Paul says that the firm foundation of God stands, having this seal, then follows this assertion with two different statements that describe the seal. A seal in the ancient world was an imprint that showed identity and authorship. From context, the firm foundation of God is the word of truth. The truth stands, even in the presence of false teaching. The seal that shows what is true, contrasting to what is false, is twofold.
- 1. The Lord knows those who are His,” and,
- “Everyone who names the name of the Lord is to abstain from wickedness.”
The first of these two aspects of the seal of the firm foundation of God, is that The Lord knows those who are His. This likely speaks of the Gift of God to give eternal life to all who have enough faith to look on Jesus, hoping to be delivered from the poison of sin (John 3:14-15). How can we know whether someone had that faith? We might not be able to tell, and are told not to judge (Matthew 7:1). But God knows those who are His.
This connects with the A/A’, “Gift” portion of the chiasm in verses 11-13. “If we die with Him, we will live with Him” and “If we are faithless, He is faithful, He cannot deny Himself.” That means some people who are His might be faithless. And some who have the appearance of righteousness might be quite evil. God knows the heart. For us, appearances can be deceiving.
As Jesus explained in the parable of the wheat and tares, it is not always obvious who are the sons of the wicked one. It is not up to us to decide who belongs to the Lord. The Lord knows those who are His.
The second aspect of the seal of the firm foundation of God is the B/B’ “Prize” part of the chiasm from verses 11-13. Paul says that everyone who names the name of the Lord is to abstain from wickedness. In order to be a faithful servant, an approved “workman” requires one to abstain from wickedness. It is not enough to just name the name of the Lord. God wants those who will be His faithful bond-servants to abstain from wickedness. To add deeds in keeping with words of truth.
Naming the name of the Lord and abstaining from wickedness is a verse about the prize believers can win for being faithful servants. No human can become a child of God by sufficiently abstaining from wickedness. As Paul wrote:
“…for all have sinned and fall short of the glory of God, being justified as a gift by His grace through the redemption which is in Christ Jesus.”
This verse from Romans makes clear that everyone is sinful, and the only way for anyone to be justified in the presence of God is by the grace of God, through faith in Jesus Christ.
To become a child of God only requires enough faith to look upon Jesus, hoping to be delivered from the poison of sin (John 3:14-15). Abstaining from wickedness is not sufficient to justify us in the presence of God.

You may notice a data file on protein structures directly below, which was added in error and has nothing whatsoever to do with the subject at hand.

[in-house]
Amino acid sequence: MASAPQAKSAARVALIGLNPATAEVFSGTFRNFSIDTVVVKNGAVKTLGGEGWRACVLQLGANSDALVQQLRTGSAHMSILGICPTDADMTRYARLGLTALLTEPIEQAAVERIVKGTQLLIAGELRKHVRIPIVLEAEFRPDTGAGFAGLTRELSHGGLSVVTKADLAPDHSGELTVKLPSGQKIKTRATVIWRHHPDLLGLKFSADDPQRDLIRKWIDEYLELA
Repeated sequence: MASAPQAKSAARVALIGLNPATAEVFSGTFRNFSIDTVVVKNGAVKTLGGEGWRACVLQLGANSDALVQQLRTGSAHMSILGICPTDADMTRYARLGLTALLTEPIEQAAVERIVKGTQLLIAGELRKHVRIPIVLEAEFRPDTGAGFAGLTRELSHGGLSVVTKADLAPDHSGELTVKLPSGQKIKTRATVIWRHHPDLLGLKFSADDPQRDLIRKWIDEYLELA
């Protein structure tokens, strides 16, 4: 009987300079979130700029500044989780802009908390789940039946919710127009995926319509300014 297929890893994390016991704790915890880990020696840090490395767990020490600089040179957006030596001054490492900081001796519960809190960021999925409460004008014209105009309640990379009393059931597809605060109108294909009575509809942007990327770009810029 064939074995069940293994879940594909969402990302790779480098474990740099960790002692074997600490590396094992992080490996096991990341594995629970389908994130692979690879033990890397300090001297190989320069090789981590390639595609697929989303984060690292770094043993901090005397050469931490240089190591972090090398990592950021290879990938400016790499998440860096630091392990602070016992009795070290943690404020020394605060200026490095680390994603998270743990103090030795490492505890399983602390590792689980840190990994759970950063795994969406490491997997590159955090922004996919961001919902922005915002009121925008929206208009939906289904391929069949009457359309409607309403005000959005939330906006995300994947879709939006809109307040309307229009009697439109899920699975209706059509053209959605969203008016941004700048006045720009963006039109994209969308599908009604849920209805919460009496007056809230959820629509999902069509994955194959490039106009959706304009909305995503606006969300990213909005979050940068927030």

However, once believers are born again, they can gain or lose a reward of inheritance through faithful obedience (Colossians 3:23; Romans 8:17:b). The reward for faithfulness occurs both in the age to come as well as in this current life. In Galatians, Paul speaks at length about the basic choice believers in Christ have, to follow their flesh (with the negative consequences that attend bearing the fruits of the flesh) or follow the Spirit (with the positive consequences that attend bearing the fruit of the Spirit) (Galatians 5:16-25).
With respect to rewards in the age to come, Paul made clear earlier in this chapter that if we endure in faithful living, we will be rewarded by reigning with Christ, and if we do not endure we will not get that reward (2 Timothy 2:12). Believers can choose wickedness, with substantial adverse spiritual consequences, or they can choose the name of the Lord and to abstain from wickedness, with incredible positive spiritual consequences.
We never need to fret that someone is “getting away with something;” that never is the case.
As Hebrews states:
“And there is no creature hidden from His sight, but all things are open and laid bare to the eyes of Him with whom we have to do.”
We are told not to judge (Matthew 7:1). But that does not mean there will not be judgement; there will. It means God is the judge. He will bring all things to right.
The “word of truth” Paul admonished Timothy to handle well (2 Timothy 2:15) connects with this admonition to Timothy to keep his eye on the true end of any believer’s life on earth, which is the judgement seat of Christ. When all the deeds we have done during our lives are evaluated, and our stewardship is judged, we hope to be found to be an approved “workman” rather than being “ashamed” (2 Timothy 2:15). We hope to “endure” in good deeds, and gain the reward of the inheritance to “reign with Him” (2 Timothy 2:12).
14 Remind them of these things, and solemnly charge them in the presence of God not to wrangle about words, which is useless and leads to the ruin of the hearers. 15 Be diligent to present yourself approved to God as a workman who does not need to be ashamed, accurately handling the word of truth. 16 But avoid worldly and empty chatter, for it will lead to further ungodliness, 17 and their talk will spread like gangrene. Among them are Hymenaeus and Philetus,18 men who have gone astray from the truth saying that the resurrection has already taken place, and they upset the faith of some.19 Nevertheless, the firm foundation of God stands, having this seal, “The Lord knows those who are His,” and, “Everyone who names the name of the Lord is to abstain from wickedness.”